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Monday, November 23, 2020

Trump’s HHS has improved health and wellbeing

The Department of Health and Human Services runs a dizzying array of programs, from approving drugs and providing insurance for tens of millions of people to supporting adoption and foster care and combating infectious diseases—in total, more than 300 distinct programs that spend more than $1.3 trillion per year.

But even with this broad range of responsibilities, all of our work is focused on one single mission: enhancing and protecting everyone’s health and well-being. Under President Trump, we’ve pursued three clear strategies to ensure our programs are focused on accomplishing that mission: promoting patient-centered markets in healthcare, protecting life, and promoting independence.

What can we do to facilitate a patient-centered market for healthcare? We have to ensure that government payments and regulations put patients and their doctors in control, with the flexibility and power to make choices that work for them. Starting in January, everyone will be able to learn the price their insurer pays for a hospital service before they receive it. And thanks to reforms finalized this week, your health insurer will also have to tell you what they’re paying for a common service, and what it will likely cost you, before you get it. Thanks to our interoperability rule, patients will also now have the right to take their electronic health record seamlessly across providers.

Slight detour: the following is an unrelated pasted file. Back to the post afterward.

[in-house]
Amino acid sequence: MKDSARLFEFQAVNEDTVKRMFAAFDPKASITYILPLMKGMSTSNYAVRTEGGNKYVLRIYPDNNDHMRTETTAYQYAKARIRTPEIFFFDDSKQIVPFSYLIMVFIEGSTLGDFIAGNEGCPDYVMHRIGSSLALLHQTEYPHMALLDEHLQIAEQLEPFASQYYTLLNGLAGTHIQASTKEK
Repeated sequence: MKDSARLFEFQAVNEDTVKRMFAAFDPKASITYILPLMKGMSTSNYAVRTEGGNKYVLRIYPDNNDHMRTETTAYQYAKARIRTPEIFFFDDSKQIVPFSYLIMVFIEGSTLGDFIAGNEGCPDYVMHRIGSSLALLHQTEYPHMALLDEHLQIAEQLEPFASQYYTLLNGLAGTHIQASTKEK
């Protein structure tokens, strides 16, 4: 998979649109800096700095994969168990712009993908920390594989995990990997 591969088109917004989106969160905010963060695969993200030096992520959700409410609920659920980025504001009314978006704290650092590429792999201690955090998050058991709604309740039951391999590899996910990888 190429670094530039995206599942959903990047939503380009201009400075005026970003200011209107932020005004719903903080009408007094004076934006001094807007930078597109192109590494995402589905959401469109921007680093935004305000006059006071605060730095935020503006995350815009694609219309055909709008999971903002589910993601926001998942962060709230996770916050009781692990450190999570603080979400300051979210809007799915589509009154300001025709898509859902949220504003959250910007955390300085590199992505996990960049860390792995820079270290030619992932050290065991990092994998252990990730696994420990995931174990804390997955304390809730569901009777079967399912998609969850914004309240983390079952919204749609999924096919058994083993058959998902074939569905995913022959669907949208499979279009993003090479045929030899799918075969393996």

We’ve dramatically accelerated a shift from paying doctors for procedures to paying them for results. Seniors in Medicare will soon benefit from new primary care models that will pay their doctors for keeping them healthy, and a significant share of those who suffer from kidney disease will soon begin benefiting from new payment models that incentivize transplants and home-based dialysis options.

Trump’s focus on patient-centered markets is delivering better care, more choices, and lower costs. Since the release of Trump’s drug-pricing blueprint in 2018, drug price inflation has been flat—in significant part thanks to three consecutive years of record-breaking generic drug approvals by the Food and Drug Administration. Medicare Advantage premiums are down 34% since 2017, Medicare Part D premiums are down 12%, and more than 1,600 Medicare drug plans are now offering insulin at no more than $35 per month — an affordable option that’s never before existed.

We’re giving millions of workers more insurance choices, through expanded Health Reimbursement Arrangements that allow your employer to give you a contribution, tax-free, to shop for your own insurance. We’re allowing insurers to provide free coverage for medications required for chronic conditions like diabetes, even before you’ve hit your insurance deductible. We’ve made it possible for Medicare Advantage plans to offer more benefits that can help you stay healthy, like home-delivered meals or trips to the doctor’s office.